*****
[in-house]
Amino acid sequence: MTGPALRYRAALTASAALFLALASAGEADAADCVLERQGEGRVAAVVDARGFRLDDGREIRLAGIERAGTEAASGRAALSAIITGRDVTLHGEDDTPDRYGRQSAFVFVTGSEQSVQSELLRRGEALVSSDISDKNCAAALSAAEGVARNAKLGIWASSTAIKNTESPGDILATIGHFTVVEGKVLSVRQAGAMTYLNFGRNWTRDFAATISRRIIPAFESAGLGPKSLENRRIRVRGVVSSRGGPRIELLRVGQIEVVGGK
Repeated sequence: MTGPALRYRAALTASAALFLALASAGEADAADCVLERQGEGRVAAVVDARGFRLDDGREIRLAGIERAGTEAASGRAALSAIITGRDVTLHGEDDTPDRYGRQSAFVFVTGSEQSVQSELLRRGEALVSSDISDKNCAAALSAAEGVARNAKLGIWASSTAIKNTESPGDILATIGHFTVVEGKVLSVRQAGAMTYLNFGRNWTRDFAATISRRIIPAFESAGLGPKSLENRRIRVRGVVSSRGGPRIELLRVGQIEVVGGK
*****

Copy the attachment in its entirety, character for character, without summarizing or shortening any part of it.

[in-house]
Amino acid sequence: MTGPALRYRAALTASAALFLALASAGEADAADCVLERQGEGRVAAVVDARGFRLDDGREIRLAGIERAGTEAASGRAALSAIITGRDVTLHGEDDTPDRYGRQSAFVFVTGSEQSVQSELLRRGEALVSSDISDKNCAAALSAAEGVARNAKLGIWASSTAIKNTESPGDILATIGHFTVVEGKVLSVRQAGAMTYLNFGRNWTRDFAATISRRIIPAFESAGLGPKSLENRRIRVRGVVSSRGGPRIELLRVGQIEVVGGK
Repeated sequence: MTGPALRYRAALTASAALFLALASAGEADAADCVLERQGEGRVAAVVDARGFRLDDGREIRLAGIERAGTEAASGRAALSAIITGRDVTLHGEDDTPDRYGRQSAFVFVTGSEQSVQSELLRRGEALVSSDISDKNCAAALSAAEGVARNAKLGIWASSTAIKNTESPGDILATIGHFTVVEGKVLSVRQAGAMTYLNFGRNWTRDFAATISRRIIPAFESAGLGPKSLENRRIRVRGVVSSRGGPRIELLRVGQIEVVGGK